Access and exposure to public green space might be critical to health promotion and prevention of mental ill health. However, it is uncertain if differential health and mental health benefits are associated with undertaking different activities in public green space. We evaluated the health and wellbeing benefits of different activities in different locations of public green spaces in urban and semi-urban areas. We used a mixed-methods before-and-after design. Volunteers at three conservation sites were recruited and took part in group guided walks, practical conservation tasks or citizen science. Repeated measures one-way ANOVAs with Bonferroni correction assessed the relationship between location and activity type on change in acute subjective mood from pre-to post-activity, measured with the UWIST Mood Adjective Checklist (UWIST-MACL). Qualitative semi-structured interviews were undertaken and analysed thematically to explore participants’ perceptions about the health and wellbeing benefits of activities in public green space. Forty-five participants were recruited, leading to 65 independent observations. Walking, conservation and citizen science in public green space were associated with improved mood. Across all participants acute subjective mood improved across all domains of the UWIST-MACL. There was a significant association between reduction in stress and location (p = 0.009). Qualitatively participants reported that conservation and citizen science conferred co-benefits to the environment and individual health and well-being and were perceived as purposeful. Undertaking purposeful activity in public green space has the potential to promote health and prevent mental ill health.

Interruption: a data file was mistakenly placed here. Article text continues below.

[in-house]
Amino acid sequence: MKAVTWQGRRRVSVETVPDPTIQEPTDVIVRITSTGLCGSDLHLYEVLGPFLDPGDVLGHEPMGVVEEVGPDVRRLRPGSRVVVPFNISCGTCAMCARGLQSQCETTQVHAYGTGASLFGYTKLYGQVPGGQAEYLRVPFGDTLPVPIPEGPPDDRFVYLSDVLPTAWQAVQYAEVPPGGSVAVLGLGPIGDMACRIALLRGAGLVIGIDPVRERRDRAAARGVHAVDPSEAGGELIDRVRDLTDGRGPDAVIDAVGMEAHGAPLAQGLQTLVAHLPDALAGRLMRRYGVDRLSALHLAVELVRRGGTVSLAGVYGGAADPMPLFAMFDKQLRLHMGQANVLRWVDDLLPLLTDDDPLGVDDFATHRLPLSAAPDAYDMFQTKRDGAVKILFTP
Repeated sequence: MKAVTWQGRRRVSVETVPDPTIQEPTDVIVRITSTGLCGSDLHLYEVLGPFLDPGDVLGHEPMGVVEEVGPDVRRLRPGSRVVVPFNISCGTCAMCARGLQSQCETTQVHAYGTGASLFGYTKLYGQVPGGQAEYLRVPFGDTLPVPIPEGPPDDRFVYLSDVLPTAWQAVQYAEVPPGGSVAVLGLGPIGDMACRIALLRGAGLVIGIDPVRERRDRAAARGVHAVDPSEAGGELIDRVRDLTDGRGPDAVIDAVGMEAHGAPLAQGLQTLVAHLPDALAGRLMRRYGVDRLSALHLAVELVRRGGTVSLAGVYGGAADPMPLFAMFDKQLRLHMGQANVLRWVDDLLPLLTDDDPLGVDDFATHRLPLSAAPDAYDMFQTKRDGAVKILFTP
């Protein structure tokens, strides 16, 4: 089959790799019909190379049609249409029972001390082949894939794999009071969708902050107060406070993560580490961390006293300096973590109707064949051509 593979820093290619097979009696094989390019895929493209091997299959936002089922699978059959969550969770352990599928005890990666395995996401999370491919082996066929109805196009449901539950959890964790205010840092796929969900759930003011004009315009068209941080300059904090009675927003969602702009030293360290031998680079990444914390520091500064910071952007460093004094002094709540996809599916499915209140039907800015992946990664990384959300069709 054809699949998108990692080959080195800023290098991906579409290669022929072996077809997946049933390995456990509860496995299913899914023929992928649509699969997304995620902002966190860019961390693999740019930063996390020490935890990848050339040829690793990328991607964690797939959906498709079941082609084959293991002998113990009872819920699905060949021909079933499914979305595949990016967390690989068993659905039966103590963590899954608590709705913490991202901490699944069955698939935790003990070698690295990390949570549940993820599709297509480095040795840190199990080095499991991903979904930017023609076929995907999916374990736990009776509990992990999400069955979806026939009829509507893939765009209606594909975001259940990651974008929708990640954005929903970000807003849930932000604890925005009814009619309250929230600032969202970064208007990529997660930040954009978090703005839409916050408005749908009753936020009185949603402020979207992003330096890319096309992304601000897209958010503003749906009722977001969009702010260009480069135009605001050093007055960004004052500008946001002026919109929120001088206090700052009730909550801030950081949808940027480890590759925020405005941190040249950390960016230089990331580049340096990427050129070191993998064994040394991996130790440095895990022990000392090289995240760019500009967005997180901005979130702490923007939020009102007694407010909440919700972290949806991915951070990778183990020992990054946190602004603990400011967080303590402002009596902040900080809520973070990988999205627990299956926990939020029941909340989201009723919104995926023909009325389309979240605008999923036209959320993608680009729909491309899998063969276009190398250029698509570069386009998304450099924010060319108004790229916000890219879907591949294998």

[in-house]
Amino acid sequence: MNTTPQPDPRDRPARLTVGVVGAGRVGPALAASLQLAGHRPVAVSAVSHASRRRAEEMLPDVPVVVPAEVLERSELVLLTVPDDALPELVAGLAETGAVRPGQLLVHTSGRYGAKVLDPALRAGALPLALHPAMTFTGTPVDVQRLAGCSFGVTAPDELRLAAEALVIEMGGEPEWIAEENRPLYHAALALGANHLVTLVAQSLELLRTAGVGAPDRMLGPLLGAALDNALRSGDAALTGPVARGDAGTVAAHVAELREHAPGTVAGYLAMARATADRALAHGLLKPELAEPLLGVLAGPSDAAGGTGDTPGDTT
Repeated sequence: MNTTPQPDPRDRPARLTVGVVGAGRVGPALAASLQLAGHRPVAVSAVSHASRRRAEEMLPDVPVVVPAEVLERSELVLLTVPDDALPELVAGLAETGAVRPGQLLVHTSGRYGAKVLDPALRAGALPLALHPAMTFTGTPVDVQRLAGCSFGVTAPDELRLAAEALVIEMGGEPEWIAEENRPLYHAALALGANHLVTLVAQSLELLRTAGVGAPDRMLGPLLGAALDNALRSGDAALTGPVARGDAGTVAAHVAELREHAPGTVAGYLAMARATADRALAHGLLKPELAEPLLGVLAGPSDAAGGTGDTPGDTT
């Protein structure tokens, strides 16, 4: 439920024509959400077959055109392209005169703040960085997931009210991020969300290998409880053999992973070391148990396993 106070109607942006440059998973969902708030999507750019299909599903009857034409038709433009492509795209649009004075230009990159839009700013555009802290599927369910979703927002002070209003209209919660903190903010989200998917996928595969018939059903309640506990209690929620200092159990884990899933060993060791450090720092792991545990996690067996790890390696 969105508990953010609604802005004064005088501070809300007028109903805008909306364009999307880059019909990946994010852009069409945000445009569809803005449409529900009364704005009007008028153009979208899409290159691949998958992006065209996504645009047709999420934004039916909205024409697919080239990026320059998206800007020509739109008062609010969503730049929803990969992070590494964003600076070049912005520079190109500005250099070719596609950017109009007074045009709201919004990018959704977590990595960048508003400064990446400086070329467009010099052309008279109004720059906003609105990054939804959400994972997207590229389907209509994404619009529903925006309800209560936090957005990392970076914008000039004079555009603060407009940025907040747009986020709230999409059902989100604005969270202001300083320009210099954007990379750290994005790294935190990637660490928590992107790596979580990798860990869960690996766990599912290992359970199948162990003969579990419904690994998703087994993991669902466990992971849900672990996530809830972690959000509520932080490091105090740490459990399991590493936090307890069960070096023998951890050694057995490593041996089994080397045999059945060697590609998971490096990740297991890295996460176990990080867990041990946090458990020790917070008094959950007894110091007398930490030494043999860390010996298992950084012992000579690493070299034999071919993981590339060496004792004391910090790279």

|Number of pages||16|
|Journal||International Journal of Environmental Research and Public Health|
|Early online date||30 Jul 2019|
|Publication status||Published - 1 Aug 2019|